Andrew M. Eggman, Jr.

Virginia Mennonite missionary convicted of sex crimes for filming teenagers and international college students

In 2009, Andrew Eggman Jr. (b. 1962) pleaded guilty (Alford plea) in Rockingham County (Virginia) Circuit Court to felony indecent liberties with a child in a supervisory position and felony production of child pornography.

The Daily News-Record (Harrisonburg, Virginia) reported that in 2004, Eggman used a hidden camera to film an underage relative having sex with international exchange students from China, Japan, and Vietnam who were enrolled at Eastern Mennonite University (EMU). The women were reportedly given alcohol and drugs before the sexual acts. A prosecutor stated that Eggman often hosted events for EMU students at his Harrisonburg home and said that he worked with a business partner in California to make the pornographic movies and sell them, possibly in Asia.

In 2005, the Daily News-Record published a story about Eggman’s plans to spend a year teaching English in China, noting that Eggman’s assignment would be coordinated by the Virginia Mennonite Board of Missions, a missionary arm of the Virginia Mennonite Conference. The story noted that Eggman was a member of Harrisonburg Mennonite Church and had links to China Education Exchange, “a program of five Mennonite church agencies from the United States and Canada.” Eggman reportedly worked in campus ministry, particularly with international students, at Eastern Mennonite University, James Madison University, and the University of Virginia from approximately 1993 to 2005.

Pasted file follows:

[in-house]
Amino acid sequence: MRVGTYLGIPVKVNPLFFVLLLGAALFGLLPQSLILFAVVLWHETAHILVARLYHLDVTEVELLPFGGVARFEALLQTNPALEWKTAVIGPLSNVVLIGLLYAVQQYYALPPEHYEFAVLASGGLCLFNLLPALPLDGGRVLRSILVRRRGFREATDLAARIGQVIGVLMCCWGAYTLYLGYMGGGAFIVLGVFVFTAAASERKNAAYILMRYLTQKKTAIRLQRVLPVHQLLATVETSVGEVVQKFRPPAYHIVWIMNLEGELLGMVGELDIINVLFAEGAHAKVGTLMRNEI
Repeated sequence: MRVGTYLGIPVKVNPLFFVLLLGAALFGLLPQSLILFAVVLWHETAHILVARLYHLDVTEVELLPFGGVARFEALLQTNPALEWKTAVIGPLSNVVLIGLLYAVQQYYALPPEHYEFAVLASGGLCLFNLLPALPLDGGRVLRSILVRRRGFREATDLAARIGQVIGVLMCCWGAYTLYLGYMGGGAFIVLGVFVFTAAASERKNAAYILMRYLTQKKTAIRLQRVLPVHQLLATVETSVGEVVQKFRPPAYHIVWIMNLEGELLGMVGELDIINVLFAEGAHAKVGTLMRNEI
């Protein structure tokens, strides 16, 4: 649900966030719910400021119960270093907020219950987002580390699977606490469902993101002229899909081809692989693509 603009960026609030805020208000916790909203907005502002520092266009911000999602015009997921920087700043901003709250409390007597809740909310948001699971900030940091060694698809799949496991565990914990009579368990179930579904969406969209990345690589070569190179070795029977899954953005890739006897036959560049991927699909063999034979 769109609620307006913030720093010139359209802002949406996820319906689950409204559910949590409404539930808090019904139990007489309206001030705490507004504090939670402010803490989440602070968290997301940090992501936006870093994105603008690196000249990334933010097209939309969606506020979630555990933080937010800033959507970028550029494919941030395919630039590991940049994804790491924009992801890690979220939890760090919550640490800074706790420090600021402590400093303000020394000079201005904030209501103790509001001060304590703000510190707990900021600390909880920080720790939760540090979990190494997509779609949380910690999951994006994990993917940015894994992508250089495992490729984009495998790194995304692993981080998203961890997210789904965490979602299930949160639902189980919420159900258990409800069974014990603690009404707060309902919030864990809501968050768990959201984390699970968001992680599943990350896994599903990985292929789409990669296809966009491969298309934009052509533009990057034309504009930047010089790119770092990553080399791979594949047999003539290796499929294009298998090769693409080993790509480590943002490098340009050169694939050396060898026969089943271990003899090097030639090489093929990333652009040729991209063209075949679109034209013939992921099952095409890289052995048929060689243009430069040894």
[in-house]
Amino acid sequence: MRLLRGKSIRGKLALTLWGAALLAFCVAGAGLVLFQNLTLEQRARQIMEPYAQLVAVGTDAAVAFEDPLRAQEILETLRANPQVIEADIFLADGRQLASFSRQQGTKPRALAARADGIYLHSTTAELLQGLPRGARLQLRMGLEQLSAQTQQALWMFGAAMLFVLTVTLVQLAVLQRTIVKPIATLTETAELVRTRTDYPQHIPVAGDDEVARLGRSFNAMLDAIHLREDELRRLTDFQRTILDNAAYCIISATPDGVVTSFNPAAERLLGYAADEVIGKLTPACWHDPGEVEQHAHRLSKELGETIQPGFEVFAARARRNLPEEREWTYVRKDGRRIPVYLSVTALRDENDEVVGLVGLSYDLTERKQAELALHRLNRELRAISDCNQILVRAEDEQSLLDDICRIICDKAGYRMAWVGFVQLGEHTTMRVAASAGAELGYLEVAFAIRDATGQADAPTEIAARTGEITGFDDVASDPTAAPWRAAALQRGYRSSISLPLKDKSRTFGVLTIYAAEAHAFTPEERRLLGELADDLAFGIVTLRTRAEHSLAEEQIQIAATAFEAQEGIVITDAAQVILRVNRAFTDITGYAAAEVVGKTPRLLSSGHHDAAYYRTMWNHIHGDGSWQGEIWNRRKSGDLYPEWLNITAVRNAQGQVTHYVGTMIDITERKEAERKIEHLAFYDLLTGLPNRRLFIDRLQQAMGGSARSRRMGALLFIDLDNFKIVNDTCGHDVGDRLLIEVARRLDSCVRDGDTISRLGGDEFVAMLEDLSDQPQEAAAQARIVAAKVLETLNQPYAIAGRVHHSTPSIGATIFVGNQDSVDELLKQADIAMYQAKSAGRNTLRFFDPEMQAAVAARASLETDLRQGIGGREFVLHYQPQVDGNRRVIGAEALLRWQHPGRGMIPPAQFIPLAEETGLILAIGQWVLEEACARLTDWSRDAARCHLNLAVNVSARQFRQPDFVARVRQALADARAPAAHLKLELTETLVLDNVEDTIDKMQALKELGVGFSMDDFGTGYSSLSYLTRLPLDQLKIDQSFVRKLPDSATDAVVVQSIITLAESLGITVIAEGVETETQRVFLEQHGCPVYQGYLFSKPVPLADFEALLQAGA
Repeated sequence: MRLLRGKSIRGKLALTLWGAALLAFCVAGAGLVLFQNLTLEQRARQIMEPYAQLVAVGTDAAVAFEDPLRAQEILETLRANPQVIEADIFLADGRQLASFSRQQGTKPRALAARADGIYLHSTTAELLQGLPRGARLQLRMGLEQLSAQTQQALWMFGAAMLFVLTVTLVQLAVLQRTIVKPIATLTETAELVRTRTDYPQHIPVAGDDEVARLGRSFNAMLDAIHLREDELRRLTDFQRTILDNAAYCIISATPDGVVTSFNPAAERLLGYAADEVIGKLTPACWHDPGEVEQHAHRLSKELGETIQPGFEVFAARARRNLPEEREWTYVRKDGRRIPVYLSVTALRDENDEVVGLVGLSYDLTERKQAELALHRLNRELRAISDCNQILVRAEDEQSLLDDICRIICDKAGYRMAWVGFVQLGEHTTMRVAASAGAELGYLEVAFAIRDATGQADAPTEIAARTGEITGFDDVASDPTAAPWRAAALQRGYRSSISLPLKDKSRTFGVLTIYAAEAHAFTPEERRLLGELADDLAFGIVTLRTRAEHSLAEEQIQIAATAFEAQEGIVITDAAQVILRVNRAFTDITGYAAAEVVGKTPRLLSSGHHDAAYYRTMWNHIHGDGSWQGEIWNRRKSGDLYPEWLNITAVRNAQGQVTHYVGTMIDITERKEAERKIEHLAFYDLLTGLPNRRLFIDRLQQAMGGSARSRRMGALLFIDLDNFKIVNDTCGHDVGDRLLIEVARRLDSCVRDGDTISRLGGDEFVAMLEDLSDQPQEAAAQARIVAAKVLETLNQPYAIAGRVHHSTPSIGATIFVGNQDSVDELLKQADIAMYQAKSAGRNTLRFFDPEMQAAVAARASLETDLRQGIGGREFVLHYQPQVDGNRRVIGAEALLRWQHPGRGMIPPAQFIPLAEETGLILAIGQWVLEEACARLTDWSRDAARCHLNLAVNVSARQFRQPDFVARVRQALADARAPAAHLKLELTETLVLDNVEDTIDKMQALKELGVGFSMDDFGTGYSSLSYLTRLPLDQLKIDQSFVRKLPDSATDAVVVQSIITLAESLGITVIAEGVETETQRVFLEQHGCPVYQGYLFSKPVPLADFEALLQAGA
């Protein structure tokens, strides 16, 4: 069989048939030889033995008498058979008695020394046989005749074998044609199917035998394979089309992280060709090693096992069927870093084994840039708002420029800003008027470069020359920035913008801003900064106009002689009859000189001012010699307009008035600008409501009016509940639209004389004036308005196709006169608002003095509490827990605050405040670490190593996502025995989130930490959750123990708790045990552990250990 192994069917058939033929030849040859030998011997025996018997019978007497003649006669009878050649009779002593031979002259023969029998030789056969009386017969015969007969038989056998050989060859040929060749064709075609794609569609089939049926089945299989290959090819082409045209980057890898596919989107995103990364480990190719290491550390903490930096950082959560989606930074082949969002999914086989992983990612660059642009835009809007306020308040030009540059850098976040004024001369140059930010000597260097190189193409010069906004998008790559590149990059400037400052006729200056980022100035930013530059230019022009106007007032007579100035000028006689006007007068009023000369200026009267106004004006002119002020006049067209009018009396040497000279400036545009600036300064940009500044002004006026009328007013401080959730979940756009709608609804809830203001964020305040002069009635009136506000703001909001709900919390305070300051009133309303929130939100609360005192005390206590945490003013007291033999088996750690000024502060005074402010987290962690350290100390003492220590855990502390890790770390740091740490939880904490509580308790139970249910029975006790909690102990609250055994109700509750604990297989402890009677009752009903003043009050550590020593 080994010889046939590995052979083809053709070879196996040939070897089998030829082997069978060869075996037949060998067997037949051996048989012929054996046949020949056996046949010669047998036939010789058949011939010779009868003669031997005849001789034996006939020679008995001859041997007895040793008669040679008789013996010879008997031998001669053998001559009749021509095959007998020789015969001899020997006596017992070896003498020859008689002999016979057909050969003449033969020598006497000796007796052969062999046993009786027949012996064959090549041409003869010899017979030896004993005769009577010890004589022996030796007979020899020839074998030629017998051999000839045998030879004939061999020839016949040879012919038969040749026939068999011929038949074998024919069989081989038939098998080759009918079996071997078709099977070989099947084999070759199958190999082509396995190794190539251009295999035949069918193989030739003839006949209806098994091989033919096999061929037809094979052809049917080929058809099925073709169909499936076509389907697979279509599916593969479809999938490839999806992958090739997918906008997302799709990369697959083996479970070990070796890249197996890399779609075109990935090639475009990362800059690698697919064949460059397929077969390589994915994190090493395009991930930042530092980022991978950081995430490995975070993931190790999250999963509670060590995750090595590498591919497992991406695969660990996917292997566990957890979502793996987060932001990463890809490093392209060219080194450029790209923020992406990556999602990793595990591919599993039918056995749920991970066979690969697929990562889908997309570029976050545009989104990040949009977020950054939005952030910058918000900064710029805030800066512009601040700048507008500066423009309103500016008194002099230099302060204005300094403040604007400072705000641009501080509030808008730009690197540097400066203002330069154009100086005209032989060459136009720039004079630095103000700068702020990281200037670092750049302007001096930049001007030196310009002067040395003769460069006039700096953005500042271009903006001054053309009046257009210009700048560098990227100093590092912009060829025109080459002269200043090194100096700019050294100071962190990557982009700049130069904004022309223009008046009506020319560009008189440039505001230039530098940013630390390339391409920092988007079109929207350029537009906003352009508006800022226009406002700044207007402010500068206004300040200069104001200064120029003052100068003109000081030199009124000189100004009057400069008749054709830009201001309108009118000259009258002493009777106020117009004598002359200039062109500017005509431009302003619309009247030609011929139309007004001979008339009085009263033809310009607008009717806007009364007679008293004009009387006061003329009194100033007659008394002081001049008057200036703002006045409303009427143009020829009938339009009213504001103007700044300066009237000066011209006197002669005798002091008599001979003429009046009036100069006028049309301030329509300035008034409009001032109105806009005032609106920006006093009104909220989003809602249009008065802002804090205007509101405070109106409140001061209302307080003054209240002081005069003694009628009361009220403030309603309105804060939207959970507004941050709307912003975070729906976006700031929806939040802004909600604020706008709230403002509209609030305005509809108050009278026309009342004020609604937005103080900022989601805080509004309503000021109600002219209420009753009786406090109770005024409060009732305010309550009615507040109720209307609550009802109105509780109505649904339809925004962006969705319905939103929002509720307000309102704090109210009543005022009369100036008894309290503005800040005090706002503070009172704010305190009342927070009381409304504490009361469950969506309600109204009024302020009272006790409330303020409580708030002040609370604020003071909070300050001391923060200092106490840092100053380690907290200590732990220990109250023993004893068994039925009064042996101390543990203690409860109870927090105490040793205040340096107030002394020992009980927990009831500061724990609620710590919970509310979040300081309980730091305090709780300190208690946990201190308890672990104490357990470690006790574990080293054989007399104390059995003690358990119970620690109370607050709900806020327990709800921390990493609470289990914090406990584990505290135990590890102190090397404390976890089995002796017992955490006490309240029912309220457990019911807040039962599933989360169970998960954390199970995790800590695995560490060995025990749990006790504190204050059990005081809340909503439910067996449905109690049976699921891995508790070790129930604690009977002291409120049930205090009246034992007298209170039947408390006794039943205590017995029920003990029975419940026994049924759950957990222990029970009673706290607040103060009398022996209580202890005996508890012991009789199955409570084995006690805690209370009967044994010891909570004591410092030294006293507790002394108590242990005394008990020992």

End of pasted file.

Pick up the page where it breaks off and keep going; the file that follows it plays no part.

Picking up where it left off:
“I think God put a love in my heart for internationals,” Eggman was quoted as saying.

Court records indicate that the criminal charges stemmed from events in August 2004. The Daily News-Record reported that police first learned about the crimes in 2006, “after some local church members called police regarding a child pornography case.” It’s not clear which church this was, but Eggman was reportedly a member of Harrisonburg Mennonite Church in 2005.

During interviews with law enforcement, “Some of the church members … revealed that the victims in the case [had previously] told them that Eggman would secretly tape the teenagers having sex with Chinese and Japanese foreign exchange students.” It’s not clear when the church members first learned about the crimes, but law enforcement noted that “The church members did not call the police at this time. … Instead, it was decided by these members to conduct an ‘intervention’ where Eggman made some incriminating statements.”

The Daily News-Record reported in July 2005 that Eggman would be leaving later that month for one year in China. In 2008, after charges were filed, the paper reported that “Lois Maust, acting president of Virginia Mennonite Missions, said Eggman was supposed to serve a year in China but he was called back early after the allegations surfaced.”